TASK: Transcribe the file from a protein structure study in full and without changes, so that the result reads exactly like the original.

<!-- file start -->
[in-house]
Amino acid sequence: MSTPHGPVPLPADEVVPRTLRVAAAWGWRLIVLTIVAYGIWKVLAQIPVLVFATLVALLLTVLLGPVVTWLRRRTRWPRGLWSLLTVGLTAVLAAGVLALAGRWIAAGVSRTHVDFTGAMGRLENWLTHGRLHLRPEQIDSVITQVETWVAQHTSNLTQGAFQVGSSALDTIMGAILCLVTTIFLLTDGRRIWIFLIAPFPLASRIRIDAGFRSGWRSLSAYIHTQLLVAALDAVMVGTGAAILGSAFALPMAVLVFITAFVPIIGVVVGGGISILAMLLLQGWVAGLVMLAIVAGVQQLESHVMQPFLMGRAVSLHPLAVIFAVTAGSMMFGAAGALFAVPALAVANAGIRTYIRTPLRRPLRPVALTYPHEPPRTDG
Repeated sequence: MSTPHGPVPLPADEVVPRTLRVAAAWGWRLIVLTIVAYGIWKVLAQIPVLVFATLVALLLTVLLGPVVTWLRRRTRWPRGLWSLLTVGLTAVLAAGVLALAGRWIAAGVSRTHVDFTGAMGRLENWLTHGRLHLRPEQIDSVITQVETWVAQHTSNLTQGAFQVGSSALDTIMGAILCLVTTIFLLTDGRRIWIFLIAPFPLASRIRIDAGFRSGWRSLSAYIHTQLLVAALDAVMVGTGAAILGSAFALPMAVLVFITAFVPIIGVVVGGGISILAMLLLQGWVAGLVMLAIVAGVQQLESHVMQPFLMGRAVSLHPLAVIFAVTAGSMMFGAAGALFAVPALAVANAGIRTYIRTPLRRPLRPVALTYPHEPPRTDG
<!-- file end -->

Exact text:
[in-house]
Amino acid sequence: MSTPHGPVPLPADEVVPRTLRVAAAWGWRLIVLTIVAYGIWKVLAQIPVLVFATLVALLLTVLLGPVVTWLRRRTRWPRGLWSLLTVGLTAVLAAGVLALAGRWIAAGVSRTHVDFTGAMGRLENWLTHGRLHLRPEQIDSVITQVETWVAQHTSNLTQGAFQVGSSALDTIMGAILCLVTTIFLLTDGRRIWIFLIAPFPLASRIRIDAGFRSGWRSLSAYIHTQLLVAALDAVMVGTGAAILGSAFALPMAVLVFITAFVPIIGVVVGGGISILAMLLLQGWVAGLVMLAIVAGVQQLESHVMQPFLMGRAVSLHPLAVIFAVTAGSMMFGAAGALFAVPALAVANAGIRTYIRTPLRRPLRPVALTYPHEPPRTDG
Repeated sequence: MSTPHGPVPLPADEVVPRTLRVAAAWGWRLIVLTIVAYGIWKVLAQIPVLVFATLVALLLTVLLGPVVTWLRRRTRWPRGLWSLLTVGLTAVLAAGVLALAGRWIAAGVSRTHVDFTGAMGRLENWLTHGRLHLRPEQIDSVITQVETWVAQHTSNLTQGAFQVGSSALDTIMGAILCLVTTIFLLTDGRRIWIFLIAPFPLASRIRIDAGFRSGWRSLSAYIHTQLLVAALDAVMVGTGAAILGSAFALPMAVLVFITAFVPIIGVVVGGGISILAMLLLQGWVAGLVMLAIVAGVQQLESHVMQPFLMGRAVSLHPLAVIFAVTAGSMMFGAAGALFAVPALAVANAGIRTYIRTPLRRPLRPVALTYPHEPPRTDG